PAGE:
Conservationists and Irrigation District Blaze the Way on Water Transfers

Along the lower Rio Grande in New Mexico, water managers and conservationists work together.

Between 2011-15, water managers and conservationists in the lower Rio Grande in New Mexico, partnered to address endangered species issues, ensure farmers can earn a living, and create an innovative water transaction program called the Rio Grande Environmental Water Transaction Program.

“It’s a collaborative effort to increase habitat territory for the southwestern willow flycatcher that is sensitive to farmers’ water needs,” says Beth Bardwell, director of freshwater conservation for Audubon New Mexico. “It’s cool because we’ve found a way to walk together down this path.”

As part of a long-term project by the United States International Boundary and Water Commission (USIBWC) to manage the Rio Grande Canalization Project—the 105-mile stretch between Percha Diversion Dam and the American Dam near El Paso—the commission has set aside funding for two projects, one dedicated to habitat restoration on nine pilot project sites and the other to establish an environmental water rights transaction program. To date, more than two hundred acres of saltcedar has been cleared and more than ten thousand cottonwoods and willow trees and shrub have been planted.

That funding was granted to the U.S. Fish and Wildlife Service (FWS), which passed money for the water transactions project through the nonprofit National Fish and Wildlife Foundation (NFWF). NFWF released a request for proposals, and awarded the contract to Audubon New Mexico.

In cooperation with the Elephant Butte Irrigation District (EBID), the nonprofits are seeking willing sellers, lessors, and donors of water rights—who will be compensated for water at the market rate. Having looked upriver to legal altercations between farmers and environmentalists in the Middle Rio Grande, farmers in the district did have their doubts, says Bardwell. The lower Rio Grande is fully adjudicated, and farmers worried the transactions might not be voluntary. For the program to work, farmers need to know they won’t incur liability under the Endangered Species Act if their water helps create new habitat for the endangered bird.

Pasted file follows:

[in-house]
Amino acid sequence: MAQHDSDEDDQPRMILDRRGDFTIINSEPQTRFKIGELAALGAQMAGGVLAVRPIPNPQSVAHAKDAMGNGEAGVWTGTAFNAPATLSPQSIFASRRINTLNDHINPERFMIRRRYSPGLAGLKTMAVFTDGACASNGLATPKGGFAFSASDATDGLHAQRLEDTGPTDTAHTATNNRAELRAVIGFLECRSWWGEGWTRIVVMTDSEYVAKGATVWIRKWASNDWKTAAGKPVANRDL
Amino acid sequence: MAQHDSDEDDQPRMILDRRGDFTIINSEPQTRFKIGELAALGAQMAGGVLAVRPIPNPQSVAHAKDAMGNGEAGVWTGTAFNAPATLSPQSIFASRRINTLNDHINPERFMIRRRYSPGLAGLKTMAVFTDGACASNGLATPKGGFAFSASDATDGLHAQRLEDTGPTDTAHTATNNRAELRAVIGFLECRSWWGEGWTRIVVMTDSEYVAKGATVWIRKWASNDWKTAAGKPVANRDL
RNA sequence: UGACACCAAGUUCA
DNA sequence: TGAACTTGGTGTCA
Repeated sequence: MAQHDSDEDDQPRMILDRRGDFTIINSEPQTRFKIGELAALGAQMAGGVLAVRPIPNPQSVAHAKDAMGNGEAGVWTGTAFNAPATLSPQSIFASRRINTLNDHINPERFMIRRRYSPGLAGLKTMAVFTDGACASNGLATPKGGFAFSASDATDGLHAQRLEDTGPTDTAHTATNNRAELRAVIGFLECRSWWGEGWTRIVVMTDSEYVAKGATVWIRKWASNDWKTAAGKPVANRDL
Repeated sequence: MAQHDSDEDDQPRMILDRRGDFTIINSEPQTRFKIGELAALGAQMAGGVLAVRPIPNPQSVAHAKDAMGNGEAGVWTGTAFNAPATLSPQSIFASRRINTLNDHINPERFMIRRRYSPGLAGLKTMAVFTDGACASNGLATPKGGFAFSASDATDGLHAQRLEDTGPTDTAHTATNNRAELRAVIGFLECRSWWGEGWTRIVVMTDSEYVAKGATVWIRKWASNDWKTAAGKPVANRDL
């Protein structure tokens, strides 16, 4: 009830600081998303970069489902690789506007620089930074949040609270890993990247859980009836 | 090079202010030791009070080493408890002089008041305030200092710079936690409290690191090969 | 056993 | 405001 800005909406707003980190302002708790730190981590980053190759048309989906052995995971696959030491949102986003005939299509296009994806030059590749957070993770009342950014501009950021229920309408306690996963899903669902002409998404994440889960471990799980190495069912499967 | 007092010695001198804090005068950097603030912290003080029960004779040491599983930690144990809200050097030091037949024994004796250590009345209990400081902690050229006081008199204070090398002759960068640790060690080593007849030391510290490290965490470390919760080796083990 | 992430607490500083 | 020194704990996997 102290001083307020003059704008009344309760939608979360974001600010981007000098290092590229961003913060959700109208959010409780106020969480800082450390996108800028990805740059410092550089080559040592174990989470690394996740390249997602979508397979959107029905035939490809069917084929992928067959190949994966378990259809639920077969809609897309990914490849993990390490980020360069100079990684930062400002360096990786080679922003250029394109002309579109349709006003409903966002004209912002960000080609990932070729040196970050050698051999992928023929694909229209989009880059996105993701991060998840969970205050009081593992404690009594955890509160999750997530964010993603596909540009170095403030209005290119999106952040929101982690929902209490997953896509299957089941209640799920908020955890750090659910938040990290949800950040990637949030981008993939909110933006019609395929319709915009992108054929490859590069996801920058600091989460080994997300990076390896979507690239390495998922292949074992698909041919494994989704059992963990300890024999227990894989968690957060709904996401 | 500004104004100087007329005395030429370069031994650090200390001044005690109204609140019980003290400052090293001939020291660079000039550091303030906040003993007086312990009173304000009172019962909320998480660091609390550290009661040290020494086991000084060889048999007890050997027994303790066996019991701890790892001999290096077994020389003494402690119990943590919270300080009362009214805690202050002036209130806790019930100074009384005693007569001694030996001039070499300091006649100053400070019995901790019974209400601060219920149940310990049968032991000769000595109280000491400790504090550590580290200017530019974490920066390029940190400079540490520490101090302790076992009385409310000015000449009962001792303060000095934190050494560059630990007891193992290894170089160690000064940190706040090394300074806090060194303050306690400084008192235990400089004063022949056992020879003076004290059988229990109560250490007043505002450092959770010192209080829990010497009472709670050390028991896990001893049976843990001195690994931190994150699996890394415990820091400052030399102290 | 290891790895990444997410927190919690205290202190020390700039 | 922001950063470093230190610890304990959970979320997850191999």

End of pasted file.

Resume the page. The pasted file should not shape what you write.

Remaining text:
“They want assurances that in low water years, shortages will be shared,” she says, adding that the project’s partners worked with FWS to ensure that the agency’s Biological Opinion for the project recognized shared shortages in low water years—an unprecedented management tactic.

In 2014, there were 41 breeding territories and 25 breeding pairs in the reach. “The hope is that by restoring quality habitat below Elephant Butte, the number of breeding territories will be sustained even in periods of drought and changing climate,” says Bardwell.

The amount of water that could be transferred represents somewhere between 0.5 to 1.5 percent of the irrigation district’s full supply—a relatively small amount. But that water could be used in different ways, says Bardwell: to flood irrigate a pilot site; to help restore a pilot site from salt cedar to riparian shrub; to use as environmental peak releases, which would ride atop springtime irrigation releases; or to offset a net increase in depletions from changes in plant communities at a restoration site. The water, she adds, is for restoration at up to 30 sites.

A number of key decisions, opinions, policies and precedent setting transactions were accomplished by the collaborative efforts of partners: the USFWS Biological Opinion included critical water supply assurances; the USFWS excluded the reach from critical habitat designation for Southwestern Willow Flycatcher due to ongoing cooperative efforts; the EBID Board adopted a policy authorizing use of Rio Grande Project water for native riparian habitat restoration; the USIBWC completed 2 acquisitions of EBID surface water rights from individual willing sellers, the EBID Board approved transfers of the acquired rights to the Leasburg riparian habitat restoration site, and the site has been replanted and irrigated to restore a native a riparian woodland.

The Rio Grande Water Transactions Program is modeled most closely on NFWF’s Columbia Basin Water Transactions Program, says Darvid Yardas, NFWF’s director of southwest and interior water programs.

Ten years ago, the Bonneville Power Administration began working with NFWF to manage a program that supports voluntary transaction to improve Columbia River flows in Idaho, Montana, Oregon, and Washington. According to NFWF, the Columbia Basin program has invested $27.5 million to secure more than 5.3 million acre feet of water for high-priority habitat and native fish populations.

Expanding that work to the “iconic rivers of the desert southwest” was obvious, Yardas explains in an email to Environmental Flows, especially because Audubon New Mexico and others were already laying the groundwork for a “cooperative environmental water transactions program” to address the water needs associated with riparian habitat restoration in the USIBWC’s Canalization Project.

Early success and meaningful progress in the Lower Rio Grande has led to other transactions-based opportunities in other parts of the Rio Grande watershed over time. Audubon New Mexico, with donations from two of the Middle Rio Grande Pueblos and funding from the National Fish and Wildlife Foundation and the Bonneville Environmental Foundation for water acquisitions intends to deliver and monitor up to 650 AF of environmental water to the Isleta Reach of the Middle Rio Grande to mitigate channel drying during the irrigation season.

How you can help, right now